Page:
NICE guideline NG19 sets out a list of the checks required to be carried out during a foot examination for someone with diabetes. A good foot examination enables accurate risk identification and gives details of the actions that should follow depending on the findings identified. There will be a local foot pathway for referral into the Podiatry led Foot Protection Service (FPS) or the hospital based Multi Disciplinary Foot Services (MDFS). If there is any difficulty finding out this information the local NHS Podiatry Service will be able to help with contacts and pathway details. A conversation is worthwhile to understand the podiatry service contract, which may have some access limitations for foot care.
What risk factors need identification?
If the examination identifies the presence of one of the clinical signs below a moderate risk status should be recorded and appropriate advice given to the patients. If more than one of the clinical signs is identified then high-risk status is recorded. Naturally if a foot ulcer is present then this is classified as an active ulcer.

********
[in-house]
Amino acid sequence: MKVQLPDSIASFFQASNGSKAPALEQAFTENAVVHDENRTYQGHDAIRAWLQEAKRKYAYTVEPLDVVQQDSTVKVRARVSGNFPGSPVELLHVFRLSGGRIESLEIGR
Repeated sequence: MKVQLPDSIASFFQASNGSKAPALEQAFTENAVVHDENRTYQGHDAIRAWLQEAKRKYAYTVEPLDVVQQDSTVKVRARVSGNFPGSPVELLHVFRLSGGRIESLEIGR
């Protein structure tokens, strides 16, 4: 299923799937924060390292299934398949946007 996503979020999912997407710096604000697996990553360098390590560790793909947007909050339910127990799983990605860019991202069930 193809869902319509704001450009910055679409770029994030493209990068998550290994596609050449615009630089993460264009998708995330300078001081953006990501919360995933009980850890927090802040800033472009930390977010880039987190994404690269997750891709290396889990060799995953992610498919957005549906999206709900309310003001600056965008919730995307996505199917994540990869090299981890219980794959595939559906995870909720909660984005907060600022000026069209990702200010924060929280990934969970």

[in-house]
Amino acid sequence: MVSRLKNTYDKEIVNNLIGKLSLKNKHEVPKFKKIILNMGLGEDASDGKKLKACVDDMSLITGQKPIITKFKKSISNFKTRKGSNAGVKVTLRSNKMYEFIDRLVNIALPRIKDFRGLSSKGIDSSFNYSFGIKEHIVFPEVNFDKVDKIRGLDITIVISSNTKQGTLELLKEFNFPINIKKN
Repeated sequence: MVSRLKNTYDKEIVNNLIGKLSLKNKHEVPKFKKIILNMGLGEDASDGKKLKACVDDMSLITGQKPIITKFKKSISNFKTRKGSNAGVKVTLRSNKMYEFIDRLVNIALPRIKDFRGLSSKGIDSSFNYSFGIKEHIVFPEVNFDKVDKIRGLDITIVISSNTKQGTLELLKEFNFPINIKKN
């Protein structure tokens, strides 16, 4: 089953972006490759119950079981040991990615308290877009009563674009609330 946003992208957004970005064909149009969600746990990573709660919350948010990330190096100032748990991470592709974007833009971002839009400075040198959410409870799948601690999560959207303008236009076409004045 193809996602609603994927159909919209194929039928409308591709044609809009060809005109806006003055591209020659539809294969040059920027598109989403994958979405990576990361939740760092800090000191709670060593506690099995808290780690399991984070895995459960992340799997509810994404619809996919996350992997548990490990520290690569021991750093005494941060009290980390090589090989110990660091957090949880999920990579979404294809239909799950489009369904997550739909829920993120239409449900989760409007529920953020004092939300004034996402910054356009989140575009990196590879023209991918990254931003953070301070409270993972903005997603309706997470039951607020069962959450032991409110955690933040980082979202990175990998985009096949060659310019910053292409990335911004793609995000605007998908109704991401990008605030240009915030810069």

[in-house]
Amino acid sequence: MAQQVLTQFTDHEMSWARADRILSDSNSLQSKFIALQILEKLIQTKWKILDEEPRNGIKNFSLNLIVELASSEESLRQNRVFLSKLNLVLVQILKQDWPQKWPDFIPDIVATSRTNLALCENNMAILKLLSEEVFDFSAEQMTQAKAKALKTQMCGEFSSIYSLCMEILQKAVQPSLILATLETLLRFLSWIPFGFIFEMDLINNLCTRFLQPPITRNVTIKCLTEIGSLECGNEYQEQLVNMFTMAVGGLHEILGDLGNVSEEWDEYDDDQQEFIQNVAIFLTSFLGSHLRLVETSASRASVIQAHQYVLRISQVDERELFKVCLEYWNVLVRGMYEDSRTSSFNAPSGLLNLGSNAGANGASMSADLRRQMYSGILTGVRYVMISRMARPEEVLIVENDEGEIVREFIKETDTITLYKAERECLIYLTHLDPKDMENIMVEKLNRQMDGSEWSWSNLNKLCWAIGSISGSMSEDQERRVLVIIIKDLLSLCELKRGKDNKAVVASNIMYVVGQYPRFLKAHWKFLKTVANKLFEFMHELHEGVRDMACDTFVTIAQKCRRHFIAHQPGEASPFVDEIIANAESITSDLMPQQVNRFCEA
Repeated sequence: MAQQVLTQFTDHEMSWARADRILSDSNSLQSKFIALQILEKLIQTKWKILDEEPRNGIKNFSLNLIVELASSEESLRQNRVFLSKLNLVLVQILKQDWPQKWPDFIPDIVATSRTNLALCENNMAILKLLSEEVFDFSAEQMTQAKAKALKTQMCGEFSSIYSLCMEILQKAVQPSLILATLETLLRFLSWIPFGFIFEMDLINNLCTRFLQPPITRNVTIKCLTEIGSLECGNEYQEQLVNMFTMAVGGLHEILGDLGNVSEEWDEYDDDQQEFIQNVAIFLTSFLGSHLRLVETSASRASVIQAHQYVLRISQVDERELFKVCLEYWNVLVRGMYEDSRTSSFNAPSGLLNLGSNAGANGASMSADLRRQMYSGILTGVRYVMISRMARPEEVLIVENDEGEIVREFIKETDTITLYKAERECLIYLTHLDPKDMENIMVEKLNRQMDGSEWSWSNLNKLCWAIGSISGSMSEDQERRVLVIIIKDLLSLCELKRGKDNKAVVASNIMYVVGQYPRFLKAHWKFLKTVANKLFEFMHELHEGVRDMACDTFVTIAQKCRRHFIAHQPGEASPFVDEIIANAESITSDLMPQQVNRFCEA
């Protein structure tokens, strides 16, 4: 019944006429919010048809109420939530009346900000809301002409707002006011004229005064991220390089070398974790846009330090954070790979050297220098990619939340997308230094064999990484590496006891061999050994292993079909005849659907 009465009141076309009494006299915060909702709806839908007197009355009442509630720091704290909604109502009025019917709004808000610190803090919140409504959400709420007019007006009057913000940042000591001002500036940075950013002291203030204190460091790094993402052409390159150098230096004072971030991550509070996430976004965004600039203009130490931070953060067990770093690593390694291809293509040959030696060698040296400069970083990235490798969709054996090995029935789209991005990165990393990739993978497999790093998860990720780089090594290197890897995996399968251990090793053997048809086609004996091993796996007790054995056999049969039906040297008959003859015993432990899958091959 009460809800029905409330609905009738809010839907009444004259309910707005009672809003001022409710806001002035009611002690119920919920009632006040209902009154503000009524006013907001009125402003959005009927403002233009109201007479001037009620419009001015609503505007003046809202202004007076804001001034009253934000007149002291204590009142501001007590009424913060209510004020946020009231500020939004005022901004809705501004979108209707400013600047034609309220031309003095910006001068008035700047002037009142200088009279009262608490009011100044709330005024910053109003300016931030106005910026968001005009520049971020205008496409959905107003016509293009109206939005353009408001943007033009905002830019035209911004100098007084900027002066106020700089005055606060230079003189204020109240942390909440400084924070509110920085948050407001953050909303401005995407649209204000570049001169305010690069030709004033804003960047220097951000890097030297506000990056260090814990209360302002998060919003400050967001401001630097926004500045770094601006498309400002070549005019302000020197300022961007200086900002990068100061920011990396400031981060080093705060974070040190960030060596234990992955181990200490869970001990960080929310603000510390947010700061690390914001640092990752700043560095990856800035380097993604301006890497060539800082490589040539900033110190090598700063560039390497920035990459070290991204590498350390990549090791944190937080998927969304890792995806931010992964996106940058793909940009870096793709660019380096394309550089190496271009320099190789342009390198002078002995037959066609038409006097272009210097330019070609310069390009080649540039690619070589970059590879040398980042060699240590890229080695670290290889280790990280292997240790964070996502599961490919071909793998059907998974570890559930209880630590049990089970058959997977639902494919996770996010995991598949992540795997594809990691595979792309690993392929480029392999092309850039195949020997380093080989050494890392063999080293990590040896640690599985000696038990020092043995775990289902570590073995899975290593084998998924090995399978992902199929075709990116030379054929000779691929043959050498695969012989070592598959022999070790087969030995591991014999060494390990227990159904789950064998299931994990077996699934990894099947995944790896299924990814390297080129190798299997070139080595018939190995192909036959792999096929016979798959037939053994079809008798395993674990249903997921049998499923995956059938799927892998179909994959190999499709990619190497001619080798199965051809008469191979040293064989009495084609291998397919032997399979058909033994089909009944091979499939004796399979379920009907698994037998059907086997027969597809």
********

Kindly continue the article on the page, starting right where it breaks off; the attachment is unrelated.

1. Changes to sensation – Testing for loss of protective pain sensation associated with neuropathy
2. Absence of foot pulses – Testing for peripheral arterial disease associated with limb ischaemia and cardio vascular risk.
3. Deformity – Change in foot shape can predict areas of trauma or changes in foot function.
4. Callus – Most ulcers develop under hard skin and indicate an area of trauma, dry skin is often associated with peripheral neuropathy. Callus is only a reportable risk factor in the presence of one or more of these other factors.
5. Ulceration – Must be under the management of a specialist foot care team, but check for history of ulceration.
6. Infection or Inflammation – The presence of either always requires immediate action.
7. Gangrene – Visible evidence of critical limb ischaemia and must be under acute care management. Indicator of significant cardio vascular disease.
8. Charcot arthropathy – A complex foot condition often leading to the complete collapse of the foot structure and requires early management by hospital MDFS.
9. Renal Replacement Therapy (RRT) – Any patient with diabetes undergoing RRT is at high risk of developing foot complications and must be referred to the MDFS.